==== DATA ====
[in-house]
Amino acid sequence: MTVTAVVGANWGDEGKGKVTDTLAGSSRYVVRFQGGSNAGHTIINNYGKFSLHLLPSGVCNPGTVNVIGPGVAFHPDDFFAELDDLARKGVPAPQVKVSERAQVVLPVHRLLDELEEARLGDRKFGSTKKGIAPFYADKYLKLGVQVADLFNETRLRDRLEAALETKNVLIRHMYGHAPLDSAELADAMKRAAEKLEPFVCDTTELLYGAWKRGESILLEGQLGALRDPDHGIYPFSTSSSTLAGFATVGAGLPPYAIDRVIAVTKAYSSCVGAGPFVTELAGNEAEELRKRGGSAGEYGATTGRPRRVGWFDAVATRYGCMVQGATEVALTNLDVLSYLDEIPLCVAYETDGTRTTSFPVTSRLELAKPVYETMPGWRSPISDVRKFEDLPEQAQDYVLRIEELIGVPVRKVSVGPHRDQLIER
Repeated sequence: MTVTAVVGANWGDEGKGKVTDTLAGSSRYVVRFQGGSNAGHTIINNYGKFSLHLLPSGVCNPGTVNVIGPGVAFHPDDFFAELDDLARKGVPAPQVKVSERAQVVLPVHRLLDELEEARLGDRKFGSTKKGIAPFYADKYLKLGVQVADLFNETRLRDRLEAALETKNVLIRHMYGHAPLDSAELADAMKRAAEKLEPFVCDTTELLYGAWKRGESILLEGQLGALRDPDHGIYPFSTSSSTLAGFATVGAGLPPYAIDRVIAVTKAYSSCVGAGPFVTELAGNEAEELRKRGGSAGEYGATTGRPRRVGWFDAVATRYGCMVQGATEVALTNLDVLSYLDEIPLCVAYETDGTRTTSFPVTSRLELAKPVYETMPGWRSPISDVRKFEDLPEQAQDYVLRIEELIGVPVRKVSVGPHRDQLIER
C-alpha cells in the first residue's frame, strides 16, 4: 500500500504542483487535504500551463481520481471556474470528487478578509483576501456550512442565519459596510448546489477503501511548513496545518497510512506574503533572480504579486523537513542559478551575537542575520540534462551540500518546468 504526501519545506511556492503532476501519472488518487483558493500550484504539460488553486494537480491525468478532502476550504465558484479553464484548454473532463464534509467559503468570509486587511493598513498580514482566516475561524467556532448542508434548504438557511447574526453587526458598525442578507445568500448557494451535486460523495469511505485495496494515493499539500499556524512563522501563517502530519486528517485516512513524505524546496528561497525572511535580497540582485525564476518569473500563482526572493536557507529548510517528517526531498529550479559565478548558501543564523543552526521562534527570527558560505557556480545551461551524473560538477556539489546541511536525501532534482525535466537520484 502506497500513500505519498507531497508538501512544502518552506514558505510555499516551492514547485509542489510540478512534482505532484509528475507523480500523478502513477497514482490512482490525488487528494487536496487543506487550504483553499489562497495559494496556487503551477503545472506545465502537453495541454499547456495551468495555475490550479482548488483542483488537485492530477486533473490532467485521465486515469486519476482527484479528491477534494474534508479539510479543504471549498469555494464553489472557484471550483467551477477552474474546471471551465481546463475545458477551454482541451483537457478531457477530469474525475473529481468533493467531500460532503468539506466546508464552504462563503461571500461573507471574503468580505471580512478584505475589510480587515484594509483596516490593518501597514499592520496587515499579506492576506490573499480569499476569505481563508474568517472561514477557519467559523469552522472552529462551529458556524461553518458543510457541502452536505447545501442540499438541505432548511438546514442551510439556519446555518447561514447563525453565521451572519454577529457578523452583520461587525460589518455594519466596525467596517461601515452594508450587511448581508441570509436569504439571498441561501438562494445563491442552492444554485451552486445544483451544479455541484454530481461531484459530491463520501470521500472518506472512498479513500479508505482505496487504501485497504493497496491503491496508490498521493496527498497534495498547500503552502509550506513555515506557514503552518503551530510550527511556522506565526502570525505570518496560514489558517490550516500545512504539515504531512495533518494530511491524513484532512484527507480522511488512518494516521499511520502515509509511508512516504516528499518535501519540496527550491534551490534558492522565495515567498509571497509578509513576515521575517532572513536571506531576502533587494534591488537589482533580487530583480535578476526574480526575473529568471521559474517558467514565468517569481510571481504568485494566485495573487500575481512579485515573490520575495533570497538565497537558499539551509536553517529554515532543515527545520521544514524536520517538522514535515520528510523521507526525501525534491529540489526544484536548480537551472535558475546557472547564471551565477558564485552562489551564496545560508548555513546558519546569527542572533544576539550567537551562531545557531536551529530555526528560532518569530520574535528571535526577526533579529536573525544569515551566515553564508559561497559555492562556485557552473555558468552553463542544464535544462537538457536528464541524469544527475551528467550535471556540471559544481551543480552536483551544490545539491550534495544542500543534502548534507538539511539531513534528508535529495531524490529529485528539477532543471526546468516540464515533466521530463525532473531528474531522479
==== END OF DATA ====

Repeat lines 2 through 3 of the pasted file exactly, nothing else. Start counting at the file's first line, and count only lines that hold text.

Amino acid sequence: MTVTAVVGANWGDEGKGKVTDTLAGSSRYVVRFQGGSNAGHTIINNYGKFSLHLLPSGVCNPGTVNVIGPGVAFHPDDFFAELDDLARKGVPAPQVKVSERAQVVLPVHRLLDELEEARLGDRKFGSTKKGIAPFYADKYLKLGVQVADLFNETRLRDRLEAALETKNVLIRHMYGHAPLDSAELADAMKRAAEKLEPFVCDTTELLYGAWKRGESILLEGQLGALRDPDHGIYPFSTSSSTLAGFATVGAGLPPYAIDRVIAVTKAYSSCVGAGPFVTELAGNEAEELRKRGGSAGEYGATTGRPRRVGWFDAVATRYGCMVQGATEVALTNLDVLSYLDEIPLCVAYETDGTRTTSFPVTSRLELAKPVYETMPGWRSPISDVRKFEDLPEQAQDYVLRIEELIGVPVRKVSVGPHRDQLIER
Repeated sequence: MTVTAVVGANWGDEGKGKVTDTLAGSSRYVVRFQGGSNAGHTIINNYGKFSLHLLPSGVCNPGTVNVIGPGVAFHPDDFFAELDDLARKGVPAPQVKVSERAQVVLPVHRLLDELEEARLGDRKFGSTKKGIAPFYADKYLKLGVQVADLFNETRLRDRLEAALETKNVLIRHMYGHAPLDSAELADAMKRAAEKLEPFVCDTTELLYGAWKRGESILLEGQLGALRDPDHGIYPFSTSSSTLAGFATVGAGLPPYAIDRVIAVTKAYSSCVGAGPFVTELAGNEAEELRKRGGSAGEYGATTGRPRRVGWFDAVATRYGCMVQGATEVALTNLDVLSYLDEIPLCVAYETDGTRTTSFPVTSRLELAKPVYETMPGWRSPISDVRKFEDLPEQAQDYVLRIEELIGVPVRKVSVGPHRDQLIER